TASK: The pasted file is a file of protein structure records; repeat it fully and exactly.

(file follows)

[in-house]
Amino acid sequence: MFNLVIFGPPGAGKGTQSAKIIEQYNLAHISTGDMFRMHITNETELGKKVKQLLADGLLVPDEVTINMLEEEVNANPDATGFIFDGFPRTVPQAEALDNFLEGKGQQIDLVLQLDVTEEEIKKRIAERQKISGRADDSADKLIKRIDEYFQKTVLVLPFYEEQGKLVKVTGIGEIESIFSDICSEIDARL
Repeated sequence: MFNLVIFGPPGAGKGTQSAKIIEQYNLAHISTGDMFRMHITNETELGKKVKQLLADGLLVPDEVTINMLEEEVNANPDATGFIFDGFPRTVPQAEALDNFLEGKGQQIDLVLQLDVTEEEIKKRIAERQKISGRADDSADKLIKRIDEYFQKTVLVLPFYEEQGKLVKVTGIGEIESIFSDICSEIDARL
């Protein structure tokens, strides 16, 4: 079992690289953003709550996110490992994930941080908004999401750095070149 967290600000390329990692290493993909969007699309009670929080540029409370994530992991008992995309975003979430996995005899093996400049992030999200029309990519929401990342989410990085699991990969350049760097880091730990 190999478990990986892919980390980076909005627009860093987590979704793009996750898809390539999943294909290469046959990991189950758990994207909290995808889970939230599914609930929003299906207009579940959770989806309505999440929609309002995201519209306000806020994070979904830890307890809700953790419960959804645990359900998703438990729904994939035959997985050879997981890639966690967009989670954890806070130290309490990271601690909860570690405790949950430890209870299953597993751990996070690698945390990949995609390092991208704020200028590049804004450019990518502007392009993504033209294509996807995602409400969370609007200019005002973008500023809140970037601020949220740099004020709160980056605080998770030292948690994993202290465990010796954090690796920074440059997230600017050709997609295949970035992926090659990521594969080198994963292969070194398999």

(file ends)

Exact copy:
[in-house]
Amino acid sequence: MFNLVIFGPPGAGKGTQSAKIIEQYNLAHISTGDMFRMHITNETELGKKVKQLLADGLLVPDEVTINMLEEEVNANPDATGFIFDGFPRTVPQAEALDNFLEGKGQQIDLVLQLDVTEEEIKKRIAERQKISGRADDSADKLIKRIDEYFQKTVLVLPFYEEQGKLVKVTGIGEIESIFSDICSEIDARL
Repeated sequence: MFNLVIFGPPGAGKGTQSAKIIEQYNLAHISTGDMFRMHITNETELGKKVKQLLADGLLVPDEVTINMLEEEVNANPDATGFIFDGFPRTVPQAEALDNFLEGKGQQIDLVLQLDVTEEEIKKRIAERQKISGRADDSADKLIKRIDEYFQKTVLVLPFYEEQGKLVKVTGIGEIESIFSDICSEIDARL
């Protein structure tokens, strides 16, 4: 079992690289953003709550996110490992994930941080908004999401750095070149 967290600000390329990692290493993909969007699309009670929080540029409370994530992991008992995309975003979430996995005899093996400049992030999200029309990519929401990342989410990085699991990969350049760097880091730990 190999478990990986892919980390980076909005627009860093987590979704793009996750898809390539999943294909290469046959990991189950758990994207909290995808889970939230599914609930929003299906207009579940959770989806309505999440929609309002995201519209306000806020994070979904830890307890809700953790419960959804645990359900998703438990729904994939035959997985050879997981890639966690967009989670954890806070130290309490990271601690909860570690405790949950430890209870299953597993751990996070690698945390990949995609390092991208704020200028590049804004450019990518502007392009993504033209294509996807995602409400969370609007200019005002973008500023809140970037601020949220740099004020709160980056605080998770030292948690994993202290465990010796954090690796920074440059997230600017050709997609295949970035992926090659990521594969080198994963292969070194398999």